Can Trudeau’s foreign policy withstand allies’ determination to bomb ISIS?

Prime Minister Justin Trudeau arrives at the G20 summit in Antalya, Turkey, November 15, 2015.
Prime Minister Justin Trudeau arrives at the G20 summit in Antalya, Turkey, November 15, 2015. REUTERS/Murad Sezer

By now everyone in the entire world has heard about the shocking Paris terrorist bombings that occurred last Friday night – that is unless they live under a rock.

The terror group Islamic State in Iraq and Syria, or ISIS for short, claimed responsibility, and also vowed to carry out more terror attacks on many targets in the western world. There even seems to be a threat made against Canada, in a recording that singles out the U.S., Europe, Australia and Canada as targets.

Prime Minster Justin Trudeau, in a move to defy the Harper government’s foreign and military policy stance in the Middle-East, had vowed to pull Canadian fighter jets that aided in the military fight against ISIS during his election campaign.

Despite recent events, Trudeau is sticking by his stance. During the G20 meeting of world leaders in Turkey on the weekend, Trudeau rejected the idea to keep the Canadian fighter jets where they are, in a coordinated effort to militarily fight ISIS after the Paris terrorist attacks.

Finance Minister Bill Morneau said at the G20 International Summit that: “We have committed to bringing back the CF-18s.” He added that: "But in the broader context we remain absolutely committed to the coalition."

Still, other countries have vowed to step up their military efforts against ISIS. U.S. President Barak Obama has vowed to double efforts to eradicate ISIS in Syria, and force them to abandon plans to carry out further terrorist attacks. Obama swore he would work with France to hunt down those who planned the Paris attacks.

Obama had described the Paris attack as an “attack on the civilized world”, and urged other countries to be more pro-active in the fight against ISIS and “show their military commitment.”

Though the G20 discusses mainly world economic issues, the Paris attacks overshadowed economic talks during the summit, with many world leaders pledging to do what they have to, to fight ISIS.

European Council President Donald Tusk urged countries, even those that are not particularly fond of each other, to coordinate efforts: “"It should be our common aim to coordinate our actions against Daesh (IS) and for sure the cooperation between the United States and Russia is a crucial one.”

Trudeau told Canada’s allies’ at the G20 summit that Canada will definitely still play an important part in the coalition combat against ISIS, but less as a military presence. Yet, at a time when world leaders are urging military intervention, this may be a problem.

Both France and the U.S. have militarily lashed out against ISIS in retaliation for the Paris attacks. France launched massive airstrikes on ISIS’ capital in Raqqa, Syria on Sunday night, which destroyed a training camp for terrorists. Similarly, the U.S., launched airstrikes against ISIS today, hitting oil trucks used by ISIS to smuggle oil into Syria. It is being reported that the U.S. managed to destroy about 116 trucks, thus cutting off vital oil supplies to ISIS.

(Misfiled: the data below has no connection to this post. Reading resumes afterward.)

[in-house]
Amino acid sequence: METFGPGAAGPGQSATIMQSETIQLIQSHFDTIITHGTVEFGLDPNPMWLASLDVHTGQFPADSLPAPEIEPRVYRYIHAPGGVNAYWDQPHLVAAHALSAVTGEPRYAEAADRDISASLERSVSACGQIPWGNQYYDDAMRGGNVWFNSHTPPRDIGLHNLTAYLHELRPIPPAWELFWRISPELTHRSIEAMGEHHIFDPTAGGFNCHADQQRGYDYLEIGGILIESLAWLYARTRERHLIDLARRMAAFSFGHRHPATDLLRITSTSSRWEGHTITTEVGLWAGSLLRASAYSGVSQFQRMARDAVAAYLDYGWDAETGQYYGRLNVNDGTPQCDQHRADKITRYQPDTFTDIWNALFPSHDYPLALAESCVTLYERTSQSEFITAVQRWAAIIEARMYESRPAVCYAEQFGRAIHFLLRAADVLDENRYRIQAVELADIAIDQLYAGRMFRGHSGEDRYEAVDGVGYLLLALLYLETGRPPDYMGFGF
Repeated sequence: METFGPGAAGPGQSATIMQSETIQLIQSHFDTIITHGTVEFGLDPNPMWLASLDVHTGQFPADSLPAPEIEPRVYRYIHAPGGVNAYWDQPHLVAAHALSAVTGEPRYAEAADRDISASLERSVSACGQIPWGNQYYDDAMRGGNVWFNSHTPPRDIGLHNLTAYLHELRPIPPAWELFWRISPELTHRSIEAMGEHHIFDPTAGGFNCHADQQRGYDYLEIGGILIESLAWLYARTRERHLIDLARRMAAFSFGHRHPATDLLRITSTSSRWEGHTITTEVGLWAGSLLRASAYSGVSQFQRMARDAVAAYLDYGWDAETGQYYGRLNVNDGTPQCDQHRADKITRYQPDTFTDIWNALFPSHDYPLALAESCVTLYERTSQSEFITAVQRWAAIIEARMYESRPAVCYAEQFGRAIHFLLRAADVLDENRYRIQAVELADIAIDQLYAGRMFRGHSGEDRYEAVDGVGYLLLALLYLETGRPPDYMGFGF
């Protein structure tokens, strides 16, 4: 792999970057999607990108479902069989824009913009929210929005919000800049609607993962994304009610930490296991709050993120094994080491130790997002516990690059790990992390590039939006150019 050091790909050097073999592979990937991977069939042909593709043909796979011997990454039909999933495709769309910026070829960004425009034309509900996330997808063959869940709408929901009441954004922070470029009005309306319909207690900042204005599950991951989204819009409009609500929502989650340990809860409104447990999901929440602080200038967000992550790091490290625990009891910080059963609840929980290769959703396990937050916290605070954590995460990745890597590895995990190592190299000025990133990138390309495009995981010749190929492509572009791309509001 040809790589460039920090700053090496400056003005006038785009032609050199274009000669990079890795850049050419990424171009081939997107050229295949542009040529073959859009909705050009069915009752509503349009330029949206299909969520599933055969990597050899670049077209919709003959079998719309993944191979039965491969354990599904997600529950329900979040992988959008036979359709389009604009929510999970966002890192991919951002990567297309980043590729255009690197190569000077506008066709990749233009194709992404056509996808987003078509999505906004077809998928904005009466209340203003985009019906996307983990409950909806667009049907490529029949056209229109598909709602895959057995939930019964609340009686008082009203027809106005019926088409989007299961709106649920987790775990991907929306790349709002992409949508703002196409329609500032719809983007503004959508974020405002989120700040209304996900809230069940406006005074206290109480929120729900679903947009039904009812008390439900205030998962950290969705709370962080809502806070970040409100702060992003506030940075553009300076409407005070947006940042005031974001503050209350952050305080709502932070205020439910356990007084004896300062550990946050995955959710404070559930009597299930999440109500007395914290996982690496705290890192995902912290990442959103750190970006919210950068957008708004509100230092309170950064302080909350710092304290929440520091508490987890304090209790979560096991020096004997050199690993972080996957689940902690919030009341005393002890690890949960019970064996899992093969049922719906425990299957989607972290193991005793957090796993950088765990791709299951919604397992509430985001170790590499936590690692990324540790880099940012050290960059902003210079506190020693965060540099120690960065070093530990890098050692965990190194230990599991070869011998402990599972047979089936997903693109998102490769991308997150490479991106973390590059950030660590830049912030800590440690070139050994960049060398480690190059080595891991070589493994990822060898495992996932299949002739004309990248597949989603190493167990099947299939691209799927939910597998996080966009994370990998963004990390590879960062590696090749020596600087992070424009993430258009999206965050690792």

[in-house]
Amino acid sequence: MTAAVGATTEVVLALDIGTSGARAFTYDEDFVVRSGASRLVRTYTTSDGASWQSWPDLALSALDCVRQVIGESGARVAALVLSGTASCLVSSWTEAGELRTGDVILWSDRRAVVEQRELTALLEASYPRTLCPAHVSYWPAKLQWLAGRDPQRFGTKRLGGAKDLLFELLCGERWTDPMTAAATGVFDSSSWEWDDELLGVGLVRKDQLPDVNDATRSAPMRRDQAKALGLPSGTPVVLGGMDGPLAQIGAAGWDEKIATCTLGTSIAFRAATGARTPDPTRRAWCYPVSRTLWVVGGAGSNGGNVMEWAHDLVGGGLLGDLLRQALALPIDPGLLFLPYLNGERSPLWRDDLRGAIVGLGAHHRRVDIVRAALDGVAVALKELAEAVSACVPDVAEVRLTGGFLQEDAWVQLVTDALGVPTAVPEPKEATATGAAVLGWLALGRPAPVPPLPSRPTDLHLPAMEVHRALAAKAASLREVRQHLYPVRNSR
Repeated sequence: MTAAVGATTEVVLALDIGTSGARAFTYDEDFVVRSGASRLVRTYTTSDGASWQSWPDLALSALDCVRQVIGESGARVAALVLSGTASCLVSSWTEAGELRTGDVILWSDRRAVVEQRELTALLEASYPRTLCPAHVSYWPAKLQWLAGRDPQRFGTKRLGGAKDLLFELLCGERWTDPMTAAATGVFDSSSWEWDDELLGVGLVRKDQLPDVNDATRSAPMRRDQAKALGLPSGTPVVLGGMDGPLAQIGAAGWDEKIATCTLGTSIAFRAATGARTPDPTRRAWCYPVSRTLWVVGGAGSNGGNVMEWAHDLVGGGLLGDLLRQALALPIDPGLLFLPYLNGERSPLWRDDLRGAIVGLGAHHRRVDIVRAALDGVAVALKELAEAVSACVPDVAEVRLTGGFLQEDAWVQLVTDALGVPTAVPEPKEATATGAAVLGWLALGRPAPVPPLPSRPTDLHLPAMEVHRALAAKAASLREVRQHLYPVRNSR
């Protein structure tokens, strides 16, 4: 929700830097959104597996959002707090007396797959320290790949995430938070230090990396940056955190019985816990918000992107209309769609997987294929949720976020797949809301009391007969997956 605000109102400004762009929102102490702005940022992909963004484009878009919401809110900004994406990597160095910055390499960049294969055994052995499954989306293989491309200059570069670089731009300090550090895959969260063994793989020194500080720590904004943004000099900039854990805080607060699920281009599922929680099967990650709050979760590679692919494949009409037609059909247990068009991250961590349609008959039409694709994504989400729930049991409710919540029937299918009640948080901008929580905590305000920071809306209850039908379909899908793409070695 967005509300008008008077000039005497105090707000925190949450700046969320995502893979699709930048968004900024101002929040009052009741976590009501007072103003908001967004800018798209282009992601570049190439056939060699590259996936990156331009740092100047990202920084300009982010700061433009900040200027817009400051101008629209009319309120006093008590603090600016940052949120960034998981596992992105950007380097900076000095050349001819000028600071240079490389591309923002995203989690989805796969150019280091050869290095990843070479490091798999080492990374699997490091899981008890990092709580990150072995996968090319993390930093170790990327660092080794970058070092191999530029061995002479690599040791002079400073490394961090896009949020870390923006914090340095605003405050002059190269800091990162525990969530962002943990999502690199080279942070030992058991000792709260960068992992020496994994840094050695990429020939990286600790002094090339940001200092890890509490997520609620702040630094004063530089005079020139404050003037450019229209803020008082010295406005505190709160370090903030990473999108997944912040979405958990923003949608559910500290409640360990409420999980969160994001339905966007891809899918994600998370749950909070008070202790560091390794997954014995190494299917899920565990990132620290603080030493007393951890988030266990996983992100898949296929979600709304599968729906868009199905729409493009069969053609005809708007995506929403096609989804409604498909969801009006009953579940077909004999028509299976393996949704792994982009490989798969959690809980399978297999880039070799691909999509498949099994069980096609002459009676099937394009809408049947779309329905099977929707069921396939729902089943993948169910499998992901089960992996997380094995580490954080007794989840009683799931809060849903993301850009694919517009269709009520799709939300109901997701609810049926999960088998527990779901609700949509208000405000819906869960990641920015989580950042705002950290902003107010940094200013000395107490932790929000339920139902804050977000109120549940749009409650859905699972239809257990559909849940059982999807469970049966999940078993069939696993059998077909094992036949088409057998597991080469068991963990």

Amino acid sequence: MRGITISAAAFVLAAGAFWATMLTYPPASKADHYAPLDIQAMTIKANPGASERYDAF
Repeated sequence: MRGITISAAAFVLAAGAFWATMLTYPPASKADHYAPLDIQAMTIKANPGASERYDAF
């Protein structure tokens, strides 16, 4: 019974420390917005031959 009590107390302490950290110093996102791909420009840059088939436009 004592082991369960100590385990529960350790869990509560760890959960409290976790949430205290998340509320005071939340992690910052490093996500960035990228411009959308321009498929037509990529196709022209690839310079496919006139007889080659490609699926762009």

In the face of all of these military responses to the Paris attacks, Trudeau is being urged to reconsider his stance.

However, Trudeau is not just facing pressure from world leaders to abandon his plan to pull the fighter jets out, but he is also facing great pressure at home.

Back in March of 2015, Global News conducted a poll which showed that about 66% of Canadians were in favour of extending Canada’s military mission against ISIS.

Now the Conservatives, under newly elected interim leader Rona Ambrose, are urging Trudeau to “immediately” reverse the decision to withdraw Canada’s fighter jets from the U.S.-led combat mission against ISIS. Ambrose told reporters: "The fight against ISIS requires a strong humanitarian response, but also a military response… It's important that we remain resolute and support our allies."

Even the premiers of Saskatchewan and Quebec, Premier Brad Wall and Premier Phillipe Couillard respectively, urge the federal government to continue the combat mission. Says Couillard: “We have to be part of an international coalition, an international movement and play the role that our partners want us to play.”

One has to question whether you can fight a terror group like ISIS without using at least some hard-hitting military means. The reality is that we are facing a global threat from ISIS and we cannot rule out that the military has a role to play in helping to defeat them. How large a role remains to be seen.

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